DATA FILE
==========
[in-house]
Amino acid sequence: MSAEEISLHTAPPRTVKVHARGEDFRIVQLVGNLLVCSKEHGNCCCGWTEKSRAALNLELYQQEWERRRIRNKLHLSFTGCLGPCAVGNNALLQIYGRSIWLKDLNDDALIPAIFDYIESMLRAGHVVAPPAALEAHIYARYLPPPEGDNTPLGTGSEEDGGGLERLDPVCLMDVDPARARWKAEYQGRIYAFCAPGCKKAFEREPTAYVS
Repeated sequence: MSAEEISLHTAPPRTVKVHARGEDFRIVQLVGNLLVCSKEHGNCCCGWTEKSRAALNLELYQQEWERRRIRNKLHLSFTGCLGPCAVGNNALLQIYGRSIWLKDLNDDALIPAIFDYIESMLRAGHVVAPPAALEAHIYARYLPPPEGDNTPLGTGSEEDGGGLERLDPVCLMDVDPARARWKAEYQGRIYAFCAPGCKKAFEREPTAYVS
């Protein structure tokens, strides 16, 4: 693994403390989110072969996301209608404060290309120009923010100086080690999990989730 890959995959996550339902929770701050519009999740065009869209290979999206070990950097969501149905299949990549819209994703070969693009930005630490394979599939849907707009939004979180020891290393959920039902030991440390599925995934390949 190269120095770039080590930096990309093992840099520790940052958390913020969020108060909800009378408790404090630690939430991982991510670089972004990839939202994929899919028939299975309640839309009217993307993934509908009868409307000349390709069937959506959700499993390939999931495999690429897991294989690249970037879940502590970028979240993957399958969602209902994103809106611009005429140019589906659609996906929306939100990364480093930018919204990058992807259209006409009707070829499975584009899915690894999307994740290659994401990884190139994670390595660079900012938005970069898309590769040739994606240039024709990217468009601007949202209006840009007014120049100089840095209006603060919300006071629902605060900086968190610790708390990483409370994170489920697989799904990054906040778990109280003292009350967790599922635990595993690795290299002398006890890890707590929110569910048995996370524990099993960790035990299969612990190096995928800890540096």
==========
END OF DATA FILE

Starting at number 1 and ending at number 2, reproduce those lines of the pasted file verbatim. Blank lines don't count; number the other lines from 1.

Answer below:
[in-house]
Amino acid sequence: MSAEEISLHTAPPRTVKVHARGEDFRIVQLVGNLLVCSKEHGNCCCGWTEKSRAALNLELYQQEWERRRIRNKLHLSFTGCLGPCAVGNNALLQIYGRSIWLKDLNDDALIPAIFDYIESMLRAGHVVAPPAALEAHIYARYLPPPEGDNTPLGTGSEEDGGGLERLDPVCLMDVDPARARWKAEYQGRIYAFCAPGCKKAFEREPTAYVS